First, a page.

Think of poor Bob Cratchit, whose financial situation is exceedingly bleak, perhaps even perilous. But what he has, in a sense, cannot be measured in earthly terms: a beautiful, loving family with whom to share the joy of Christmas with.

So, my friends, with that being said, I wanted to wish you all a very blessed holiday season with your friends, family and loved ones this year, and a Merry Christmas.

As Tiny Tim might say: “God bless Us, Every One!”

The Presidency Can't Stop Obama's "Golf Tradition"

George W. Bush was frequently mocked for his leisure trips during his presidency, but President Obama may have taken it to a new level with his golfing trips.

As The Hill reports, President Obama's trip to Hawaii this year is a part of a vacation he's been taking since before he was President - and he hasn't discontinued that while having the office of perhaps the most prestigious, stressful job in the country:

He arrived on Tuesday morning at the golf course at Marine Corps Base Hawaii, according to a pool report. He is playing with his high school friends Greg Orme and Bobby Titcomb, as well as staffer Joe Paulsen.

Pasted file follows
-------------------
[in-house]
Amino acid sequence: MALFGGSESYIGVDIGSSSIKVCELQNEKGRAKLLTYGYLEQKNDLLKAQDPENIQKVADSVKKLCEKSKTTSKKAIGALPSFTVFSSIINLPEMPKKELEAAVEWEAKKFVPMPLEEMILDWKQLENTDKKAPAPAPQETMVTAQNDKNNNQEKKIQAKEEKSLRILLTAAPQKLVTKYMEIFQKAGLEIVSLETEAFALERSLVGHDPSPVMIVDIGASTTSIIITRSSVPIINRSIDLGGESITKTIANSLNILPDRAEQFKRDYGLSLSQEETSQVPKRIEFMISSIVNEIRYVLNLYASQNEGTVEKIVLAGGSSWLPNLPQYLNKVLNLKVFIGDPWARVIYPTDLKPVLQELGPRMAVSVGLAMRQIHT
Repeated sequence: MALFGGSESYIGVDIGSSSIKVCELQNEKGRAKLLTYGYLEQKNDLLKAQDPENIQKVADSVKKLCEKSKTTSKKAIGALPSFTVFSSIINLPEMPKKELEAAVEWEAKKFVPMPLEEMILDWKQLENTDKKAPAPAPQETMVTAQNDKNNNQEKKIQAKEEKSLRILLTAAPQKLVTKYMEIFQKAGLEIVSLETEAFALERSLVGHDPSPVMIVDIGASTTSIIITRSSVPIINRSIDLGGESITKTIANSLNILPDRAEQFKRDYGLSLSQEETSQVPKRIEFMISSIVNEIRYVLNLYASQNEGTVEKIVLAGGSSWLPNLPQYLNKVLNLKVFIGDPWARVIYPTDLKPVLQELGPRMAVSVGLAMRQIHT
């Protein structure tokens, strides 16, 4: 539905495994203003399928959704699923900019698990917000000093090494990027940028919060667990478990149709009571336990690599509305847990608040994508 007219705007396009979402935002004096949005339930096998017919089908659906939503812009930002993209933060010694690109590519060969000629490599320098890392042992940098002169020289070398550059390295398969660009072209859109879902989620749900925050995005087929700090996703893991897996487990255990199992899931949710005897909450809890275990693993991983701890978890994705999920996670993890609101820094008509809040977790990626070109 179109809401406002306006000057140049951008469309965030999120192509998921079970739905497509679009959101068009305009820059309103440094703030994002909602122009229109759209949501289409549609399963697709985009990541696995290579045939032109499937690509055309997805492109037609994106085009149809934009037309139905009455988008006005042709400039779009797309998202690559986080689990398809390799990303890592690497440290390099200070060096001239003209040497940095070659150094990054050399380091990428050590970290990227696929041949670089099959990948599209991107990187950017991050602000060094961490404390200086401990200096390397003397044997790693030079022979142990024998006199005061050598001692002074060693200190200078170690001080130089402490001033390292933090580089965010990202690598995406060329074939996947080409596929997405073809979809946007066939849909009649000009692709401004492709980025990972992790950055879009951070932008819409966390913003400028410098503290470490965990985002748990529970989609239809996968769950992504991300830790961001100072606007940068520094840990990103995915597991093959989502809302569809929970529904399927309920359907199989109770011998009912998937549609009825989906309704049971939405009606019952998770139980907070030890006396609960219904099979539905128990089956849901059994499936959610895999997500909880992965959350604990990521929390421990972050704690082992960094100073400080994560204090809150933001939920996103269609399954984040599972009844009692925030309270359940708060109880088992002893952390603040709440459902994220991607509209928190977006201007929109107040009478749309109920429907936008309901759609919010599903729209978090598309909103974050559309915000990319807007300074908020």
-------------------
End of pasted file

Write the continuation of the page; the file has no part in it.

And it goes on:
Titcomb and Orme are part of a group of Obama's friends who reunite in Hawaii every year, a practice that continued even after Obama became president.

Obama also made golf outings, which opponents have criticized throughout his presidency, on Saturday and Sunday, the first two days of the break.

This isn't to say that Presidents can or should never take vacations. But it's to point out that President Obama is almost never criticized for his own refusal to yield on vacations by the mainstream media, while it was a firestorm of controversy for his predecessor.

Obama's NLRB Threatens Decades of Precedent To Help Unions

NLRB General Counsel Richard Griffin has brought complaints against McDonald's in response to employees alleging that they were unfairly retaliated against for discussing unionization.